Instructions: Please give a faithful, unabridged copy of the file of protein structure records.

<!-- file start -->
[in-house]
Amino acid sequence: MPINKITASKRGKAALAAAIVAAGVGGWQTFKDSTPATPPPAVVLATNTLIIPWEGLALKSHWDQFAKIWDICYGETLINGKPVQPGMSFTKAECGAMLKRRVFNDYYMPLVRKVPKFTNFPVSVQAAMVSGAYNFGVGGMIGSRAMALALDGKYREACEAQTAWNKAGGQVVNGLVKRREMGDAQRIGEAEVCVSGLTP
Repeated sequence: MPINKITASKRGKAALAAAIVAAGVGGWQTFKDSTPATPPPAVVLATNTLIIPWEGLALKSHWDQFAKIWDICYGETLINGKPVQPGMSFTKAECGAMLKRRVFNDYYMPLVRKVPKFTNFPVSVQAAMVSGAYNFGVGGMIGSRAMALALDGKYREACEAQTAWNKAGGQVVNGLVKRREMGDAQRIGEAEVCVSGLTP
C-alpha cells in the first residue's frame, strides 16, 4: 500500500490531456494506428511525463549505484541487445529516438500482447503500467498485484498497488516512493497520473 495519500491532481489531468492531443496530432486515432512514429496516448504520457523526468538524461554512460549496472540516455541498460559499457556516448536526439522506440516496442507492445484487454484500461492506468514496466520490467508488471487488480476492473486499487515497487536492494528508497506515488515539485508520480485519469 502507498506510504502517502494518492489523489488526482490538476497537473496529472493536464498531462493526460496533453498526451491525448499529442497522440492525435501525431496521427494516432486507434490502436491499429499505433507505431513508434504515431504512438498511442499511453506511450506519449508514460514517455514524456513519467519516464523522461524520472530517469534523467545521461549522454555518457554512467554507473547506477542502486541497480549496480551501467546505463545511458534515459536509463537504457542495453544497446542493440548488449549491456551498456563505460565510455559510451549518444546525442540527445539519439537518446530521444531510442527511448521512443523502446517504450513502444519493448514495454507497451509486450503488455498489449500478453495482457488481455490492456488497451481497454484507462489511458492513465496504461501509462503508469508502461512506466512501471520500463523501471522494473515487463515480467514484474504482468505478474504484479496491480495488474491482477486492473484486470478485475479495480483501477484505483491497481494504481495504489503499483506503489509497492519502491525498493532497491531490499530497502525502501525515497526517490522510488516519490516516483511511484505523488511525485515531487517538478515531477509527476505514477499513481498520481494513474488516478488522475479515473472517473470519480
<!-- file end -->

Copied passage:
[in-house]
Amino acid sequence: MPINKITASKRGKAALAAAIVAAGVGGWQTFKDSTPATPPPAVVLATNTLIIPWEGLALKSHWDQFAKIWDICYGETLINGKPVQPGMSFTKAECGAMLKRRVFNDYYMPLVRKVPKFTNFPVSVQAAMVSGAYNFGVGGMIGSRAMALALDGKYREACEAQTAWNKAGGQVVNGLVKRREMGDAQRIGEAEVCVSGLTP
Repeated sequence: MPINKITASKRGKAALAAAIVAAGVGGWQTFKDSTPATPPPAVVLATNTLIIPWEGLALKSHWDQFAKIWDICYGETLINGKPVQPGMSFTKAECGAMLKRRVFNDYYMPLVRKVPKFTNFPVSVQAAMVSGAYNFGVGGMIGSRAMALALDGKYREACEAQTAWNKAGGQVVNGLVKRREMGDAQRIGEAEVCVSGLTP
C-alpha cells in the first residue's frame, strides 16, 4: 500500500490531456494506428511525463549505484541487445529516438500482447503500467498485484498497488516512493497520473 495519500491532481489531468492531443496530432486515432512514429496516448504520457523526468538524461554512460549496472540516455541498460559499457556516448536526439522506440516496442507492445484487454484500461492506468514496466520490467508488471487488480476492473486499487515497487536492494528508497506515488515539485508520480485519469 502507498506510504502517502494518492489523489488526482490538476497537473496529472493536464498531462493526460496533453498526451491525448499529442497522440492525435501525431496521427494516432486507434490502436491499429499505433507505431513508434504515431504512438498511442499511453506511450506519449508514460514517455514524456513519467519516464523522461524520472530517469534523467545521461549522454555518457554512467554507473547506477542502486541497480549496480551501467546505463545511458534515459536509463537504457542495453544497446542493440548488449549491456551498456563505460565510455559510451549518444546525442540527445539519439537518446530521444531510442527511448521512443523502446517504450513502444519493448514495454507497451509486450503488455498489449500478453495482457488481455490492456488497451481497454484507462489511458492513465496504461501509462503508469508502461512506466512501471520500463523501471522494473515487463515480467514484474504482468505478474504484479496491480495488474491482477486492473484486470478485475479495480483501477484505483491497481494504481495504489503499483506503489509497492519502491525498493532497491531490499530497502525502501525515497526517490522510488516519490516516483511511484505523488511525485515531487517538478515531477509527476505514477499513481498520481494513474488516478488522475479515473472517473470519480